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New Doctors In India Are Starting Off Seeing The Worst. It's Taking A Toll

Dr. Noor Dhaliwal, 23, recently finished medical school and last month began interning at Lok Nayak Hospital in New Delhi.
Dr. Noor Dhaliwal, 23, recently finished medical school and last month began interning at Lok Nayak Hospital in New Delhi.

A brand new generation of Indian doctors is just starting out in medicine in the middle of the world's worst coronavirus outbreak.

On Wednesday, the country reported just over 4,500 deaths, setting a record for more coronavirus deaths in a single day than any other country during the course of the pandemic. Its total official caseload, likely still an undercount, is now over 25 million cases.

For interns in India — entering their profession during such a heightened crisis — the unprecedented demand for doctors and number of deaths is taking an emotional toll.

"I have seen young people, some just a few years older than me, not maintaining oxygen saturation," says Noor Dhaliwal, 23, who just finished medical school in New Delhi. She is an intern at Lok Nayak Hospital, which has been treating large caseloads of COVID-19 patients during the pandemic.

"Each ward and ICU [is] ambushed with COVID positive patients and frantic relatives not being able to find a single bed," she says. "And if a bed gets empty it's usually because a patient has died."

As a medical student, Dr. Dhaliwal attended her classes online and stayed home with her family. But now, just a month into working inside a hospital, she is surrounded by death on a daily basis.

"In my ICU night shift, I saw just overnight, five or six patients dying," she says "And it's a really horrible and saddening sight."

It's even harder to see other patients in the ward losing hope when they see the deaths mounting, she adds. "They feel like that could be them any minute."

Despite entering the medical field at a time when there's no time or resources to get properly trained, Dr. Dhaliwal keeps going to work every day, eager to help even if it means learning on the fly.

In the city of Bangalore, Dr. Prakruthi Harihar, 24, is another medical intern introduced to her chosen profession at a time of profound crisis. She was excited to work with patients and deal with different cases, but she wasn't expecting it to be this stressful.

Dr. Prakruthi Harihar started working in the ER at the Vasavi Hospital in Bangladore last week.
/ Dr. Prakruthi Harihar
/
Dr. Prakruthi Harihar started working in the ER at the Vasavi Hospital in Bangladore last week.

Now, with the final exam that would lead to her post-graduate certification delayed due to the pandemic, she has decided to partially repeat her internship year.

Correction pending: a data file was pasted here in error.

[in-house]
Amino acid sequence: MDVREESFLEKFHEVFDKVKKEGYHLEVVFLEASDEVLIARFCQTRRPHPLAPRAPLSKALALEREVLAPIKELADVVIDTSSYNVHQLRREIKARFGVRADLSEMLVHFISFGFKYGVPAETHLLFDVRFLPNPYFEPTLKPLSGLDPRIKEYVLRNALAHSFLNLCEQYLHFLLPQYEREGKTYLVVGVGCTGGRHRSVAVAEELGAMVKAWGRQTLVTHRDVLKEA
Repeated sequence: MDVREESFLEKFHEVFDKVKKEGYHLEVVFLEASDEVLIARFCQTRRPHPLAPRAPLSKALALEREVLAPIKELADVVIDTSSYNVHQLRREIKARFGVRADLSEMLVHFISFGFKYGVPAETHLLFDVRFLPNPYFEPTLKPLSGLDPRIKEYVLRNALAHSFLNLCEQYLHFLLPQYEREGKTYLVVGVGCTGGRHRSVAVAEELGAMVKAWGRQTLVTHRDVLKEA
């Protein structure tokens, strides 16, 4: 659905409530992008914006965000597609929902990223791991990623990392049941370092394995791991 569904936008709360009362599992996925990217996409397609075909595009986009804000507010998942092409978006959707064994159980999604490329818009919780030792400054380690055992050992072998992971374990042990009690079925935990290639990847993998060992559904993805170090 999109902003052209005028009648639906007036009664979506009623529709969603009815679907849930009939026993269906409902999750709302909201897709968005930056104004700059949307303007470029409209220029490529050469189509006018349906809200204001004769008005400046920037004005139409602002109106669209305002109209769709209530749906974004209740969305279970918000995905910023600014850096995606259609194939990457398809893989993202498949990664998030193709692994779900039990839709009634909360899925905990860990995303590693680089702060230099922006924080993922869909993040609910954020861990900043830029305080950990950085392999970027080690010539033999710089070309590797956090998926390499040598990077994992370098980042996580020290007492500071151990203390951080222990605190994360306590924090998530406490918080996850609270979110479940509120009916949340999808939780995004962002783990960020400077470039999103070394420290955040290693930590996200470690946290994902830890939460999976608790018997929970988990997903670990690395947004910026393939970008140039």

The pandemic became deeply personal for Dr. Harihar on her very first night of work, when she was posted in the COVID-19 intensive care unit.

"My friend's father was admitted [to] the COVID ICU. A couple of hours into my duty, he went into cardiac arrest," she says. "And we tried a lot of things, but we couldn't save him. It was actually a really bad and disturbing day for me."

It's been a year since then, and Dr. Harihar's prolonged internship now has her posted in the emergency room.

"The wards are completely full," she tells Morning Edition host Steve Inskeep. "And when the patient comes in, we have to tell them that there's no bed. And we see [them] breaking down, crying, begging."

Turning patients away means sending them to another hospital, which creates more panic and close contact to the virus along the way.

"It's really scary for the patient, but we are helpless and the patients are helpless, too," she says. She always knew that India's health care system needed help in order to tend to its large population, but she's come to understand its limitations more clearly due to the pandemic.

"I think the entire health care system is helpless right now. We need more hospitals. We need more beds. We need more oxygen cylinders. We need more drugs."

Like many other medical interns across the country, Dr. Harihar is waiting to find out when she'll be able to take her postgraduate medical exam. In the meantime, she'll keep helping out in the ER.

"Just yesterday there was this lady who was crying and she broke down in the yard and was begging for us to give her a bed. But unfortunately, everything was full."

Dr. Harihar had to turn her away. "But I came back home thinking, did she get a bed? Did she find a hospital? Is she fine?"

Copyright 2021 NPR. To see more, visit https://www.npr.org.

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